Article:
Review by RockyRan
"The first true sequel to the RollerCoaster Tycoon series"
Just a few years after the original RollerCoaster tycoon game was released, the sequel, appropriately dubbed RollerCoaster Tycoon 2, was launched to the eager masses. Unfortunately, the game proved to be of little difference between it and its predecessor, and the only changes it boasted were considered to be badly executed. This third game in the series was released in also just a few years, boasting to fix and add to the game in ways the series had previously never done before. Does the final product measure up to the original's endeavor?
The answer to that would be a resounding "yes". Not only did RCT3 manage to fix what was broken with its predecessor, but it also managed to add an insane amount of features and new content that was previously unlikely to be added.
The basic gameplay still follows the same formula in the same execution. Being the manager of a large or small amusement park, the player places scenery, builds structures, rides and shops, hires staff and manages practically anything that can be conceived within the park. The main improvement with this formula is that it expands the game's depth exponentially.
For instance, guests are no longer secluded, genderless and without age. Now, they can be male or female children, teens or adults, traveling in groups as a family, a group of kids that hang out or a romantic date, each having their own needs and boasting new levels of traits such as "sunburn".
Other examples include adding more than one item to each store and deciding their prices and toppings if the items are edible, more depth to staff members such as "laziness", happiness and thoughts, a new day/night mode, a sandbox mode, extensive tools such as a much-improved scenario editor, a "peep" (the new name for guests) creator, a new 3D perspective, a building editor, a new fireworks system, a new terrain system, etc., etc., etc.
In short, the amount of additions to the game are absolutely staggering, and the best part is that barely any of them feel "tacked-on" or hardly developed. Every new feature feels fresh and adding to the experience, raising up the gameplay to a completely new level that could never be achieved with the previous games in the series.
The graphics of the game are quite inconsistent, but for a very good reason. It's not long before your park has hundreds or even thousands of little guests running around, with dozens of rides and rollercoasters zipping by your park at the same time. Thus, it's quite understandable as to why the textures are not detailed or why the polygon count in the guests and staff isn't that high. Besides, the majority of the time will be spent zoomed out, easily 30-150 feet from the ground, so the lack of detail is not noticeable unless the player zooms in more than necessary.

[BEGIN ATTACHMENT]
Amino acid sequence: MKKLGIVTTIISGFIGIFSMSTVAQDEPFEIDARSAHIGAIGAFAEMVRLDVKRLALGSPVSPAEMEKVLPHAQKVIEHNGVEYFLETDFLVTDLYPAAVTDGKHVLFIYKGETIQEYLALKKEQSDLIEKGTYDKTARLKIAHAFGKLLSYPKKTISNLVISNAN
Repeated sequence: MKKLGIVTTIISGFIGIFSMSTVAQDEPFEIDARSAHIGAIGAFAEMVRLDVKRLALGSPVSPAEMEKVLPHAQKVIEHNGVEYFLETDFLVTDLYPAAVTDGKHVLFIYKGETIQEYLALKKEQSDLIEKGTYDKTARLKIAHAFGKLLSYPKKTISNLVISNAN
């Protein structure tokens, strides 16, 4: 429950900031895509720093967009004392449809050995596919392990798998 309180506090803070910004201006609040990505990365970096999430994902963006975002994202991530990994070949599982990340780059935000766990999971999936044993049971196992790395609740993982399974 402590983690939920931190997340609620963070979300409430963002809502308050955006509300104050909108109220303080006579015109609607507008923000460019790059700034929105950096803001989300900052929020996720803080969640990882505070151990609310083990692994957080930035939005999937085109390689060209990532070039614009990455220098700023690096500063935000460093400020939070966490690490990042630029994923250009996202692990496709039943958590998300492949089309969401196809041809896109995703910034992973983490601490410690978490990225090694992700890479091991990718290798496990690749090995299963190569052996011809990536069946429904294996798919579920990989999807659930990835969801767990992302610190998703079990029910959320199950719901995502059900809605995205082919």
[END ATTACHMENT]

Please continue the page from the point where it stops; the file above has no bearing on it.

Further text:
Aside from that, the graphics are quite manageable, and even tend to impress a little. Some of the lighting effects and reflection/refraction of water looks gorgeous. Rotate the camera and you'll see the sun striking and reflecting out of the roof of a custom building you've just made, or watch as the day comes to a close and the sky shines a red-orange tint while the shadows of the rides and guests grows ever larger. Pretty soon the player will come to appreciate the time and effort some of these effects have had put into them. In a nutshell, the detail level is lower up close (to prevent massive slowdowns) while the game can truly be appreciated when zoomed outwards at a normal level.
The sound of the game has taken a huge step upwards, providing the player with an increased sense of realism and drawing in the player to the environment, which is especially prominent when using the "coaster cam" feature. In this feature, the player can hear the deep, perpetual sound of the coaster wheels meeting metal, zooming by crowds on land and other rides and hearing their cheerful chatter for a split second before being hoisted away, the screaming sounds of your guests on the same roller coaster as you loud and clear as your coaster flies downward, gaining speed in the process. The entire experience is extremely realistic, and most of it due to the high quality of the sound. Kudos to Frontier for developing a top-notch sound system.
On the other hand, I can't say the music has taken a step upwards, but rather a step to the side. The songs in this game certainly have a lot different a feel to them, mixing tunes with electric guitars, ethnic percussion while other songs boast high-speed electronic music pumping along with ambient sounds. The music is still very high quality and well-made, but it has a very different feel from those songs in the previous Roller Coaster Tycoon titles. Some find the change to be better, some to be worse, but I find it to be just different.
Overall, the game is a HUGE leap in the right direction. It boasts a large amount of additions that add to the depth of the game by a huge amount, fixes the issues that were presented with the previous title and changed enough things to keep the game fresh while preserving the basic gameplay to keep it familiar for us veterans to the series. The only complaint, that I have with the game is that the parks feel a lot smaller than on the previous games and the amount and difficulty of the pre-set scenarios has decreased a lot. Thankfully, the improved scenario editor allows for the creation of new scenarios that has been facilitated from the editor from RCT2. If you enjoyed the previous titles in the least bit, I highly recommend giving this one a try. It's a huge improvement that delivers on every aspect of the previous games.
Reviewer's Score: 9/10 | Originally Posted: 08/06/07
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